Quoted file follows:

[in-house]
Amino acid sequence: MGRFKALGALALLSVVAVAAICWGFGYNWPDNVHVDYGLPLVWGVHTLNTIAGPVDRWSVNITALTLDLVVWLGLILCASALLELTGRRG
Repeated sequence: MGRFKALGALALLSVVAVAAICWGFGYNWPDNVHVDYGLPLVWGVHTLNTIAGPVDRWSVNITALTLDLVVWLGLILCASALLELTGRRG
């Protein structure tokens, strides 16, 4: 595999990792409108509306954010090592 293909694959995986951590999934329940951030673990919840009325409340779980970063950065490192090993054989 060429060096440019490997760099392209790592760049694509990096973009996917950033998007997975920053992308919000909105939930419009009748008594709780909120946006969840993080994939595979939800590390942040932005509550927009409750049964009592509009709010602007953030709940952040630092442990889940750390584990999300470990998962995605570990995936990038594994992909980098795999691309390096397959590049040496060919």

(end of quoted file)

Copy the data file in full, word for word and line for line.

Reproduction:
[in-house]
Amino acid sequence: MGRFKALGALALLSVVAVAAICWGFGYNWPDNVHVDYGLPLVWGVHTLNTIAGPVDRWSVNITALTLDLVVWLGLILCASALLELTGRRG
Repeated sequence: MGRFKALGALALLSVVAVAAICWGFGYNWPDNVHVDYGLPLVWGVHTLNTIAGPVDRWSVNITALTLDLVVWLGLILCASALLELTGRRG
């Protein structure tokens, strides 16, 4: 595999990792409108509306954010090592 293909694959995986951590999934329940951030673990919840009325409340779980970063950065490192090993054989 060429060096440019490997760099392209790592760049694509990096973009996917950033998007997975920053992308919000909105939930419009009748008594709780909120946006969840993080994939595979939800590390942040932005509550927009409750049964009592509009709010602007953030709940952040630092442990889940750390584990999300470990998962995605570990995936990038594994992909980098795999691309390096397959590049040496060919």